Our histopathological observations noticed enteritis with mucosal and submucosal hemorrhage, edema, and fibrosis in the intestine. These results were consistent with the findings of a study by Kordekag ( 17 ) who investigated old Collie and old Maltese puppies that were infected by C. freundii and suffered from septicemia. The small intestine of the dogs showed hemorrhagic lesions, and the foci of congestion were often observed in the mucosa of the colon and small intestine.
The results of the current study showed different mean values of total leukocyte count in the infected and control groups of rabbits. Moreover, a significant difference (P<0.05) was observed between the infected groups (G1 and G2) in descending order and G3 regarding an increase in the mean values in total leukocytes on the 3rd and 7th days of the experiment. These data of the present study were in accordance with the results of another previous study by ( 18 ). The results revealed a strongly significant increase in the C-reactive protein and procalciton in concentrations, as well as a highly significant increase in the leukocytes and the I:T neutrophil ratio due to an infection by nosocomial Gram-negative bacteria that was higher than that of the Gram-positive bacteria.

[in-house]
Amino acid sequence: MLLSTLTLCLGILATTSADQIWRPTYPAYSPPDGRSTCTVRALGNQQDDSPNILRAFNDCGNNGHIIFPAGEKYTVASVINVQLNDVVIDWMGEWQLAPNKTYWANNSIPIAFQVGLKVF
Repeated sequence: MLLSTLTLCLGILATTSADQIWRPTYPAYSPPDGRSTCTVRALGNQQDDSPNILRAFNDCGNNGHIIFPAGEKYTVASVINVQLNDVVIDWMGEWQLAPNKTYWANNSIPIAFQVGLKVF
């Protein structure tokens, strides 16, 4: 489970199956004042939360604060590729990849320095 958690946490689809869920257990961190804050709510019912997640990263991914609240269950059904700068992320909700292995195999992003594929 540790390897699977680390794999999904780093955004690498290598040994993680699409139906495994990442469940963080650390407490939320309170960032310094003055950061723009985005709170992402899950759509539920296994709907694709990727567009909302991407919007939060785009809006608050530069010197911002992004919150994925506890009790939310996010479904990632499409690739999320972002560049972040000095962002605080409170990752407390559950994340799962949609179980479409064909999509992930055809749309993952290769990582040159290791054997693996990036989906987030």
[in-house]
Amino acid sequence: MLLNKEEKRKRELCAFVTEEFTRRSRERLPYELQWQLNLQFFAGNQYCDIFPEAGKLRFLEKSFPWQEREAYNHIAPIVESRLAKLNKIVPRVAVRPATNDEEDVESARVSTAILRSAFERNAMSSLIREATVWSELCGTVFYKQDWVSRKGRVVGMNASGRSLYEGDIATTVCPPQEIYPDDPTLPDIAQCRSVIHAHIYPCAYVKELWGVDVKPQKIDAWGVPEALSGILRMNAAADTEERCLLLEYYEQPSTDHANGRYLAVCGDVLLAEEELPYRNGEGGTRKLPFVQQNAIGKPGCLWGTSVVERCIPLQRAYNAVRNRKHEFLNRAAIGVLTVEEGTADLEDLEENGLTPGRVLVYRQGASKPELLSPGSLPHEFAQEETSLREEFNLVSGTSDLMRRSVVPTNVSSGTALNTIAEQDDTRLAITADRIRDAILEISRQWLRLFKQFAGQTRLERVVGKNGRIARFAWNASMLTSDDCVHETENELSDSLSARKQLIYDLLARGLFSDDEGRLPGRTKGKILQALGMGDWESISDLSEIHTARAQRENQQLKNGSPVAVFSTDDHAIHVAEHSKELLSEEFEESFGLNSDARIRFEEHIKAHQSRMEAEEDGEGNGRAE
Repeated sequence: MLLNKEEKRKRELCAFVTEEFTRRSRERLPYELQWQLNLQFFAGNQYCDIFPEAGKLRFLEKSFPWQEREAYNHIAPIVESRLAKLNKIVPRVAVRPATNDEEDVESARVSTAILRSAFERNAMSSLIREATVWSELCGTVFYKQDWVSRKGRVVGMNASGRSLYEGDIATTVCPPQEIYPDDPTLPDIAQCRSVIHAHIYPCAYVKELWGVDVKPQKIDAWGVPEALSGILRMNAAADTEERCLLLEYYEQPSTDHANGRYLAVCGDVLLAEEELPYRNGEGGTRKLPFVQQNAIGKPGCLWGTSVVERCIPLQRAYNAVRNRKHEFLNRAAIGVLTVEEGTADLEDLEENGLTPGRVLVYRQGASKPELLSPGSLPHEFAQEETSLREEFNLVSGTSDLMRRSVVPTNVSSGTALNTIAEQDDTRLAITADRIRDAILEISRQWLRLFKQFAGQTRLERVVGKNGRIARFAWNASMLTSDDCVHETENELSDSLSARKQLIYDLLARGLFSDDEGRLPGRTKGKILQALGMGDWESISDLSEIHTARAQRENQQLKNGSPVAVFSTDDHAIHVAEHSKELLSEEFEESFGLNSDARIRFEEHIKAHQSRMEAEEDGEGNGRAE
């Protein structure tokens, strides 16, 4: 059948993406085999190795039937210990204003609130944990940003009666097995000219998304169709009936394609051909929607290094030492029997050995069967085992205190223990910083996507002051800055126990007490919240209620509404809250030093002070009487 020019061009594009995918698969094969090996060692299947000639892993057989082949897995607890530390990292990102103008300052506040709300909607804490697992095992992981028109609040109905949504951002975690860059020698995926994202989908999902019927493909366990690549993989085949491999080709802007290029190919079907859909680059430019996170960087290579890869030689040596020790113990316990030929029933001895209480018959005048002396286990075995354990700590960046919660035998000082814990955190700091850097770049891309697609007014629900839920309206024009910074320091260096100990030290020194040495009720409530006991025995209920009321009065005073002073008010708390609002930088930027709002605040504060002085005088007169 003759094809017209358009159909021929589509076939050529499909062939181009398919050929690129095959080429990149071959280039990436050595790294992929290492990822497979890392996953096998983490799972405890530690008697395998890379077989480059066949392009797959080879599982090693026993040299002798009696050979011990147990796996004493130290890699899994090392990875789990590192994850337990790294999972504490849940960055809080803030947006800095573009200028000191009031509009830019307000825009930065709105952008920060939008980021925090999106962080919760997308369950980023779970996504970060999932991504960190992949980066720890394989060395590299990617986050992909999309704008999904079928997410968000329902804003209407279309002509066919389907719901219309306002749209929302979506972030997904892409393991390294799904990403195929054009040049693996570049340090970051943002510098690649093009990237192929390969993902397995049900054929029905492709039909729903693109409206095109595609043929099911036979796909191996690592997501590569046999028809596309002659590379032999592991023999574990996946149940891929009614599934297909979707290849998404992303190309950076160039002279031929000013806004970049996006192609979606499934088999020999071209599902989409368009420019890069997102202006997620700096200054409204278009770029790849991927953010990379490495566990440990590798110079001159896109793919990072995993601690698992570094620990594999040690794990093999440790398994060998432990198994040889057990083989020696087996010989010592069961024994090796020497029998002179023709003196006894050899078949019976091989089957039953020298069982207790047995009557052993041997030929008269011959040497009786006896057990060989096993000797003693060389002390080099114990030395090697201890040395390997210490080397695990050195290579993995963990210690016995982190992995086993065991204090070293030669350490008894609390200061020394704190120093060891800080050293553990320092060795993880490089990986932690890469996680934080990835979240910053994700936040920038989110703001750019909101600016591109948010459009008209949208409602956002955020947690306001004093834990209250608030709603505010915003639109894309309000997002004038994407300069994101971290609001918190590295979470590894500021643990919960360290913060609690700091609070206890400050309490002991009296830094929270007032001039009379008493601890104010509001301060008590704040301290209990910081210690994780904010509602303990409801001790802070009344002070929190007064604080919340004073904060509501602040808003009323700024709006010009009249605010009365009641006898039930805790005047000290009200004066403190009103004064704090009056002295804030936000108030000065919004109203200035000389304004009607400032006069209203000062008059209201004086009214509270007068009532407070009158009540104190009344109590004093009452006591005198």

A significant difference was also observed in the infected groups, compared to the control negative group regarding an increase in the concentration of TNF-α. These data were compatible with the results of another previous study that observed a significant increase in the TNF-among the in pediatric patients infected by Gram-negative bacteria which led to the elevated levels of TNF- ( 19 ).
Additionally, they demonstrated a significant increase in the mean levels of TNF-αin Gram-negative bacteria, which was in accordance with the results obtained from the present study ( 19 ).
Study concept and design: S. R. S. A.
Acquisition of data: G. J. K. A.
Analysis and interpretation of data: S. R. S. A.
Drafting of the manuscript: G. J. K. A.
Critical revision of the manuscript for important intellectual content: S. R. S. A.
Statistical analysis: G. J. K. A.
Administrative, technical, and material support: S. R. S. A.
The study protocol was approved by the veterinary medicine college council in Wasit University, Wasit, Iraq.
Conflict of Interest
The authors declare that they have no conflict of interest.